BOSTON – Jared Burton gave up three consecutive two-out hits on Monday night, the final one driving home the winning run in the 11th inning of the Twins’ 6-5 loss to the Red Sox.
But it could be argued that Burton’s worst toss of the night wasn’t from the mound.
Burton, the normally reliable setup man, had gotten the first two outs of the inning. Then he threw a nasty pitch that Boston catcher Jarrod Saltalamacchia barely got a piece of, sending a slow roller to the right of the mound.
Burton fielded the ball and threw quickly to first, but his throw pulled Justin Morneau off the bag, so Saltalamacchia was given an infield hit.
The game unraveled for the Twins from there. Will Middlebrooks singled to left before Stephen Drew lofted a double to the base of the Green Monster, scoring Saltalamacchia with the winning run. Ryan Doumit was in left field, as Josh Willingham had been replaced by a pinch runner in the ninth. But Doumit could not get to the ball in time.
“It was off the wall, and we had to run quite a ways going into a metal wall out there,” Twins manager Ron Gardenhire said. “And I don’t expect my backup catcher to do that. That’s not an easy play for an everyday guy.”
The inning unraveled after Burton’s errant throw to first.
“He just kind of rushed his throw,’’ Gardenhire said. “If he sets his feet, he probably gets him.’’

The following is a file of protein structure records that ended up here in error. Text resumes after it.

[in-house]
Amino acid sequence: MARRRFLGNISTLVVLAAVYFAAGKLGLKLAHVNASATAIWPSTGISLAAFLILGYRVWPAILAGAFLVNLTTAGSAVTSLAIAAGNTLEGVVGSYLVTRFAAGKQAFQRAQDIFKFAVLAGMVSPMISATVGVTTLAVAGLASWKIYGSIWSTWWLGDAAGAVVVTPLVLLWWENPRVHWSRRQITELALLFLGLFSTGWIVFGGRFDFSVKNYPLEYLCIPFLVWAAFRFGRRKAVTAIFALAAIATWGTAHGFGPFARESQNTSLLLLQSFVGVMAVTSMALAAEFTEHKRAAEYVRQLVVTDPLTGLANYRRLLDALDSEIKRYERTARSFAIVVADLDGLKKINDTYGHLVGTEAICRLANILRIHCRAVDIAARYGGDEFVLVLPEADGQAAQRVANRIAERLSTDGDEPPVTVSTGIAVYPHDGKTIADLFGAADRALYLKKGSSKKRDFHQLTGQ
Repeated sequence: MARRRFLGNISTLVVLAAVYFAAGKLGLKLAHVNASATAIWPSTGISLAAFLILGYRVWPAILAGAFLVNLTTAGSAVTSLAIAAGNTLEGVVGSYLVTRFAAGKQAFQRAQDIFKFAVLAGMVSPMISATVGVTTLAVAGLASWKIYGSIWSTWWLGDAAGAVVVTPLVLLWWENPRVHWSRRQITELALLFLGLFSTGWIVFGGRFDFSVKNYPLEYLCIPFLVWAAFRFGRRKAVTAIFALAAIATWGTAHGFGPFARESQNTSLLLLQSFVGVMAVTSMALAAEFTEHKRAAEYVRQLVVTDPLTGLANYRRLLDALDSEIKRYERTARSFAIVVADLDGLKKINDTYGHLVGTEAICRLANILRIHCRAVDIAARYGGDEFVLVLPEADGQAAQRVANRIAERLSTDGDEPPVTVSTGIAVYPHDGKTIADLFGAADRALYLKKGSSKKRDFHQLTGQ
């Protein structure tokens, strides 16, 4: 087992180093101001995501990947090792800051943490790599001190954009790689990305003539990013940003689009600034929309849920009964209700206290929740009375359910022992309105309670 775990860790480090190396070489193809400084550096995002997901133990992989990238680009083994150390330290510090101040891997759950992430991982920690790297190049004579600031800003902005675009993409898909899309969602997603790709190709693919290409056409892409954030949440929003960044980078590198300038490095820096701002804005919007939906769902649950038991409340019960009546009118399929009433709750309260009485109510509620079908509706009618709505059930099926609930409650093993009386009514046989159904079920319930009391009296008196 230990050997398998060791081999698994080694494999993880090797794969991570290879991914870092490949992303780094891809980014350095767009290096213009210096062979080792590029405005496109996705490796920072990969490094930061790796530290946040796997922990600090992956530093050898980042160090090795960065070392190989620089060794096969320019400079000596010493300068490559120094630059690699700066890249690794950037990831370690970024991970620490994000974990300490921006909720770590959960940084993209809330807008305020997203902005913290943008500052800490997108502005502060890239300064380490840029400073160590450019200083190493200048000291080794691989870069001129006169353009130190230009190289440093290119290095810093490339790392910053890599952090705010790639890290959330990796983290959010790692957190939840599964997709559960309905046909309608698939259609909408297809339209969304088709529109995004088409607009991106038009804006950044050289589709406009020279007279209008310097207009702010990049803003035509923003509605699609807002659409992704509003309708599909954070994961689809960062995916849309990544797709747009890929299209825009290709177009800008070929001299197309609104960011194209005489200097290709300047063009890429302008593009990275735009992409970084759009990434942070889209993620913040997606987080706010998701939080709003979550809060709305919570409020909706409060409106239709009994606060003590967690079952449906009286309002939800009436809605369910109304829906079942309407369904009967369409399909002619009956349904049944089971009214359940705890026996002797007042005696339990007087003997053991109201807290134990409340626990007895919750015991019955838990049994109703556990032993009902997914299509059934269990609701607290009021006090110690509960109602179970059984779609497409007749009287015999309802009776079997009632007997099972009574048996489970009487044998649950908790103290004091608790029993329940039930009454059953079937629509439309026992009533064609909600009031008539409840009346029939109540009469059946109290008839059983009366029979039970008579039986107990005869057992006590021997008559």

It made a hero out of Drew, who ended the 4-hour, 44-minute game with his fourth hit of the night. Drew’s homer in the seventh inning off Casey Fien tied the score at 4-4. The following inning, Dustin Pedroia ended a 10-pitch battle with Fien by lifting a homer over the Monster, and the Twins looked cooked after blowing a 4-1 lead.
But Brian Dozier brought the Twins back from a 5-4 deficit in the ninth with a solo home run off Red Sox closer Joel Hanrahan, who left later in the inning because of right forearm tightness.
“We had some opportunities,’’ said Gardenhire, whose team left 11 runners on base. “They had some opportunities and finally they get the big hit there. A tough ballgame for us.’’
The pitching matchup was between two starters with something to prove. Twins righthander Vance Worley had to prove he can win in the American League. Clay Buchholz had to prove his success is through what’s in — and not on — his arm.
Buchholz made his start five days after two Toronto broadcasters — one of them Jack Morris — suspected Buchholz of doctoring the ball. Buchholz denied it, and entered Monday 6-0 with a sparkling 1.01 ERA.
Joe Mauer and Willingham hit back-to back doubles in the first and Justin Morneau followed with a single for a 2-0 Twins lead. Aaron Hicks added an RBI double in the fourth to make it 3-0 and Morneau made it 4-1 with a sacrifice fly in the fifth.
Boston chipped away at Worley, scoring runs in the fourth, fifth and sixth innings to chase him from the game. His first four innings were solid, but Worley struggled some in his last two.
“I commanded both sides of the plate, was working down,” Worley said. “The last couple innings I started to elevate. For the most part, I’m happy with that. It would have been nice to pull out a W but I’m just doing my job, trying to go as deep as I can.”